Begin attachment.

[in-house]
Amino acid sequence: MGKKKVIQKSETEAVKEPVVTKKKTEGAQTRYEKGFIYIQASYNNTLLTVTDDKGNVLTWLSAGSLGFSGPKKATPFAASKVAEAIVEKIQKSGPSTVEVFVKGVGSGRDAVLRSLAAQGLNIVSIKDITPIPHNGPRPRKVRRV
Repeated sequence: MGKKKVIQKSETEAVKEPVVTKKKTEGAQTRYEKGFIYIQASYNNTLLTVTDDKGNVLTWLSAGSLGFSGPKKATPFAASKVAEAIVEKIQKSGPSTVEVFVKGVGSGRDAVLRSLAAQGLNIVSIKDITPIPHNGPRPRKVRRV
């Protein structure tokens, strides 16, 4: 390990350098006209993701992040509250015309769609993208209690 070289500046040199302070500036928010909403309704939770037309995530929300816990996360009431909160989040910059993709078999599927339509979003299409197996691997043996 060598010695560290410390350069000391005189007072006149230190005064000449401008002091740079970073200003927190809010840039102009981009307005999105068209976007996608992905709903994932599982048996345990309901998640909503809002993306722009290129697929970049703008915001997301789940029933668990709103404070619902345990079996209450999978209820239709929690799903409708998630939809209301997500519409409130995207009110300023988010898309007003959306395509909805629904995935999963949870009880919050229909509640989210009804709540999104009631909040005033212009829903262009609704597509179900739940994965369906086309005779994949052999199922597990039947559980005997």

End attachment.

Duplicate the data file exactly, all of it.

[in-house]
Amino acid sequence: MGKKKVIQKSETEAVKEPVVTKKKTEGAQTRYEKGFIYIQASYNNTLLTVTDDKGNVLTWLSAGSLGFSGPKKATPFAASKVAEAIVEKIQKSGPSTVEVFVKGVGSGRDAVLRSLAAQGLNIVSIKDITPIPHNGPRPRKVRRV
Repeated sequence: MGKKKVIQKSETEAVKEPVVTKKKTEGAQTRYEKGFIYIQASYNNTLLTVTDDKGNVLTWLSAGSLGFSGPKKATPFAASKVAEAIVEKIQKSGPSTVEVFVKGVGSGRDAVLRSLAAQGLNIVSIKDITPIPHNGPRPRKVRRV
């Protein structure tokens, strides 16, 4: 390990350098006209993701992040509250015309769609993208209690 070289500046040199302070500036928010909403309704939770037309995530929300816990996360009431909160989040910059993709078999599927339509979003299409197996691997043996 060598010695560290410390350069000391005189007072006149230190005064000449401008002091740079970073200003927190809010840039102009981009307005999105068209976007996608992905709903994932599982048996345990309901998640909503809002993306722009290129697929970049703008915001997301789940029933668990709103404070619902345990079996209450999978209820239709929690799903409708998630939809209301997500519409409130995207009110300023988010898309007003959306395509909805629904995935999963949870009880919050229909509640989210009804709540999104009631909040005033212009829903262009609704597509179900739940994965369906086309005779994949052999199922597990039947559980005997």